Ever curious, courageous and endlessly creative, virtuoso guitarist and musical mastermind Pat Metheny takes on John Zorn’s Masada songbook to create some of the most soulful and adventurous sounds yet heard in the Book of Angels series. Turn up the volume and revel in the breadth of imagination in these remarkable arrangements featuring Pat on a huge arsenal of instruments, and the powerful Antonio Sanchez on drums. Pat Metheny continues to surprise and experiment with new musical frontiers well into the 21st century. Released in coordination with Nonesuch, this is a match made in Heaven—essential!
This late-'80s work finds the minimalist composer mixing acoustic and taped material to great effect. The disc's centerpiece is "Different Trains," a work that frames Reich's impressions of his boyhood train trips between his mother in Los Angeles and his father in New York; Reich also intersperses references to the much more harrowing train rides Jews were forced to take to Nazi concentration camps. Using the fine playing of the Kronos Quartet as a base, Reich layers the work with the taped train musings of his governess, a retired Pullman porter, and various Holocaust survivors – vintage train sounds from the '30s and '40s add to the riveting arrangement. And for some nice contrast, Reich recruits guitarist Pat Metheny to create a similarly momentous piece in "Electric Counterpoint" (Metheny plays live over a multi-tracked tape of ten guitars and two electric basses). Two fine works by Reich in his prime.
Although one often thinks of Jaco Pastorius' first solo album as being 1976's Jaco on Epic, producer/keyboardist Paul Bley actually gave Pastorius his first chance to lead a recording two years earlier. Coincidentally titled Jaco, this spontaneous set (which has been reissued on CD) is also significant for being among guitarist Pat Metheny's first recordings; completing the quartet are Bley on electric piano and drummer Bruce Ditmas. The music consists of three songs by Bley, five from Carla Bley, and "Blood" by Annette Peacock. Pastorius sounds quite powerful, but Metheny's tone is kind of bizarre, very distorted and not at all distinctive at this point.
This is a soul-stirring release performed by Pat Metheny and a plethora of friends, all great jazz musicians in their own right. Works II is a compilation of his finest work, spread out from the years 1976 to 1984. This guitarist/composer/bandleader became one of the leading names in the jazz genre during the '70s and '80s. This collection of beautifully written numbers reflects his character of good taste and the unique flavor of his graceful, even-flowing solos. Opening with "Unquity Road," Metheny is joined by the legendary Jaco Pastorius on bass and Bob Moses on drums. The soothing sweeping tones of his guitar blends in charmingly with Moses pulsating percussion and the rousing basslines of Pastorius.
Talk about all-star groups – this quintet date matches together vibraphonist Gary Burton with pianist Chick Corea, guitarist Pat Metheny, bassist Dave Holland, and drummer Roy Haynes. Burton and Corea have recorded frequently through the years, while Metheny gained some early fame working with Burton; Holland was with Corea in Miles Davis' late-'60s group, and Haynes was formerly with both Burton and Corea. However, not all of these musicians had played together before – Corea had never worked with Metheny previously, nor Burton with Holland. No matter, the masterful players fit together quite well…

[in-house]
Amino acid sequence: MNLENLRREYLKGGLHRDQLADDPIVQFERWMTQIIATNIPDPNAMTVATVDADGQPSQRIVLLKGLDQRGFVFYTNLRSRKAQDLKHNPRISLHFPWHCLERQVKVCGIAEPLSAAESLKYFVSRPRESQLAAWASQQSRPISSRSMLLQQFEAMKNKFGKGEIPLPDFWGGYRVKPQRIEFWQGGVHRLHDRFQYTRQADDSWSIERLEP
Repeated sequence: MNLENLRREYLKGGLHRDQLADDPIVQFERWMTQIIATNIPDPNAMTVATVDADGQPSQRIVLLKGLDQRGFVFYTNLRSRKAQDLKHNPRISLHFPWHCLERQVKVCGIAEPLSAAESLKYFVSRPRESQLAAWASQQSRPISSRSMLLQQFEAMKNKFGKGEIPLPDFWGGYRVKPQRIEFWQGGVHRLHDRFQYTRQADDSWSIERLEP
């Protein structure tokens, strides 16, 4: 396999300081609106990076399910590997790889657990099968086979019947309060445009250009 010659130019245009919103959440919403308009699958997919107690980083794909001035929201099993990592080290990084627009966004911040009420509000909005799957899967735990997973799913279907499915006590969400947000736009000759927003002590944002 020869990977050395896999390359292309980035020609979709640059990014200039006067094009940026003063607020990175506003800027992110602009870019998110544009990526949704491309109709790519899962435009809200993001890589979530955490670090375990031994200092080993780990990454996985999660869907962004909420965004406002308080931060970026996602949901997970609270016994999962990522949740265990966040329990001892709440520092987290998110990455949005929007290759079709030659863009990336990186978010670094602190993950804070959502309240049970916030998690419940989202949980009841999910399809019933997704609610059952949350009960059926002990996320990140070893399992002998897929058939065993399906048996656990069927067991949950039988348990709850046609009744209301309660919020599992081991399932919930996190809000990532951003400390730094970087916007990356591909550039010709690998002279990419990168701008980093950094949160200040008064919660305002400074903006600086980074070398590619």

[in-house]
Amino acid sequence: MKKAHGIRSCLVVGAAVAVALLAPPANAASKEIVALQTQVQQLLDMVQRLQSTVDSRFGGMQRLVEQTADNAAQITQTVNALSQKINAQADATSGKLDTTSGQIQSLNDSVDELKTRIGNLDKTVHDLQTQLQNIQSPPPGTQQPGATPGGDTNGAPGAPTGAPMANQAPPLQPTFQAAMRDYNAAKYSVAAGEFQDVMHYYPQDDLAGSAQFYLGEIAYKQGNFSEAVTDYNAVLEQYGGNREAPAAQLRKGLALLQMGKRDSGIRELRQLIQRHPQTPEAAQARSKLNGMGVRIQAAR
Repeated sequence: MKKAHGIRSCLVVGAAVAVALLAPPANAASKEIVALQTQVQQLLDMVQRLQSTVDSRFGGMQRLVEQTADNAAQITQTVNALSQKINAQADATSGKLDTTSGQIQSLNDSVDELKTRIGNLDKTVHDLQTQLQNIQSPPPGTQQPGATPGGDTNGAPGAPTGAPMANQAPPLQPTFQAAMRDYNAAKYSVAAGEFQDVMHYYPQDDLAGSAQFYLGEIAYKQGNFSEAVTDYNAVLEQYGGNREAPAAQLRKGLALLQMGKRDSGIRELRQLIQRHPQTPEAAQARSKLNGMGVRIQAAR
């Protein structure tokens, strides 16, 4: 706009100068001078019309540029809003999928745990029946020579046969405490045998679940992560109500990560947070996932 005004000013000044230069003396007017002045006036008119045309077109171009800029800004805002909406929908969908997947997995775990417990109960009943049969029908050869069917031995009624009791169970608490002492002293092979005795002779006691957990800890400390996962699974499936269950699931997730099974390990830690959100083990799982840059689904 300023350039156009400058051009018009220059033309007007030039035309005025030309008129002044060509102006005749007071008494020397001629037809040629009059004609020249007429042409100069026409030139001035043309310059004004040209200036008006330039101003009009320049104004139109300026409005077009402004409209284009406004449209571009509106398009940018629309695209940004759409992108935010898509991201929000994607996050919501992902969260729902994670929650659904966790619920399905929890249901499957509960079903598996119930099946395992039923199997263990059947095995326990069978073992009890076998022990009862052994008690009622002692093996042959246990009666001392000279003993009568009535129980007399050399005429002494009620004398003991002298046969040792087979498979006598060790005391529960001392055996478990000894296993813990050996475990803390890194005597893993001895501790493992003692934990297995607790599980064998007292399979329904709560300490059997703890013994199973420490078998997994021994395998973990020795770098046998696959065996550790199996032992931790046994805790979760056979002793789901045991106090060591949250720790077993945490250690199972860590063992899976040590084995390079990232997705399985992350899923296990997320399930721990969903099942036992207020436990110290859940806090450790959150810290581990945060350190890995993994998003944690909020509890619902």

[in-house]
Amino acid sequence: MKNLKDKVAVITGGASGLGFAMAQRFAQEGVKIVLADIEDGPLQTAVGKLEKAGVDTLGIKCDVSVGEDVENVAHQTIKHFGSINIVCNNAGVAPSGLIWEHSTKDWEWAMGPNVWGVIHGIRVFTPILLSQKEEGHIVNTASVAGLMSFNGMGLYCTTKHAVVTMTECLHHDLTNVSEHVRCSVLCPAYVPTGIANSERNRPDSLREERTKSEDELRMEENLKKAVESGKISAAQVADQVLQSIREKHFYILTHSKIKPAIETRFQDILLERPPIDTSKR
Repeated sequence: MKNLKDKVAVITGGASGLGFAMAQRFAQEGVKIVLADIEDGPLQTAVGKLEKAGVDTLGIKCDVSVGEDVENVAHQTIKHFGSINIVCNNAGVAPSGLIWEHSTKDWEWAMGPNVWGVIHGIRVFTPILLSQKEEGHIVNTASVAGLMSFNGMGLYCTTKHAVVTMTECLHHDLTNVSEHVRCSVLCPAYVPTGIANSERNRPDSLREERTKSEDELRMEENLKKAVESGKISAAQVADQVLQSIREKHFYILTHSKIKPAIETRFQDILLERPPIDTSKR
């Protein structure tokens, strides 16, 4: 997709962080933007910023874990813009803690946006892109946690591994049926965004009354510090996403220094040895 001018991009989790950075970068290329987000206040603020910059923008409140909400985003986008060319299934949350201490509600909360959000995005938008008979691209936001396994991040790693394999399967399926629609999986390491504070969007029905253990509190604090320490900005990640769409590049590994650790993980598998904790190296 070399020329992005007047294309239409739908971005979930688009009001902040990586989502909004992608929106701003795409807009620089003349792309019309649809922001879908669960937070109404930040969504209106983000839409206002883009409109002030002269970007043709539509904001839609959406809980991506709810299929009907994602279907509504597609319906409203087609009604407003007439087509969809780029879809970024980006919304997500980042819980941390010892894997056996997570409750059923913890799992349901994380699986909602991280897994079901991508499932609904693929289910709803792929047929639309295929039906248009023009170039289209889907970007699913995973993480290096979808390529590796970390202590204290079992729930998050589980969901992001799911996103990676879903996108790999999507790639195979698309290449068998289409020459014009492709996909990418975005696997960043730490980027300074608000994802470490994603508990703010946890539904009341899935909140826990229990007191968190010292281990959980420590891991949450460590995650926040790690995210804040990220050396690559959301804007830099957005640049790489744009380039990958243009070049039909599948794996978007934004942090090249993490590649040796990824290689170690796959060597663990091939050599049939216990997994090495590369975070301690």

This live American concert in 1992 emerged on cd at about the same time as the Geffen release "The road to you" which was culled from PMG's european concerts in the early 90's. While this current selection may not quite equal that release in the quality of the sound, it is a much better live performance overall. There are a couple of small blips in the performance but this is live and taken from one concert. Raw Metheny but edge of your seat performance.
Once you’ve heard Pat Metheny you will always recognise him, no matter what company he’s in or what instrument he’s playing, be it a simple acoustic guitar or some unlikely invention of his own. Beneath it all there’s a frank, open-hearted tunefulness that keeps the music airborne. This double album, recorded at the end of a year-long tour by his Unity Band, is as polished and sophisticated as any, but moments such as the opening melody of This Belongs to You or the gradual unfolding of Born are just plain elegant. There’s a similar quality about saxophonist Chris Potter’s playing, and all four are so relaxed in each other’s company that everything flows beautifully.
Despite the somewhat misleading title, Cuong Vu Trio Meets Pat Metheny, trumpeter Cuong Vu has a lengthy history with the legendary jazz guitarist that goes back to Metheny's Grammy-winning 2002 album, Speaking of Now. Since then, Vu has played with Metheny enough that he is a regular part of the conversation when discussing the guitarist's more adventurous contemporary works. Despite his pedigree, having graduated from the New England Conservatory and worked with such luminaries as David Bowie, Myra Melford, Laurie Anderson, and others, Vu is a maverick. A highly gifted, forward-thinking musician, Vu often eschews the more clarion, declarative aspects of his chosen instrument in favor of macabre growls, dampened tones, and improvisatory lines that skitter forth with the mad convulsions of a housefly.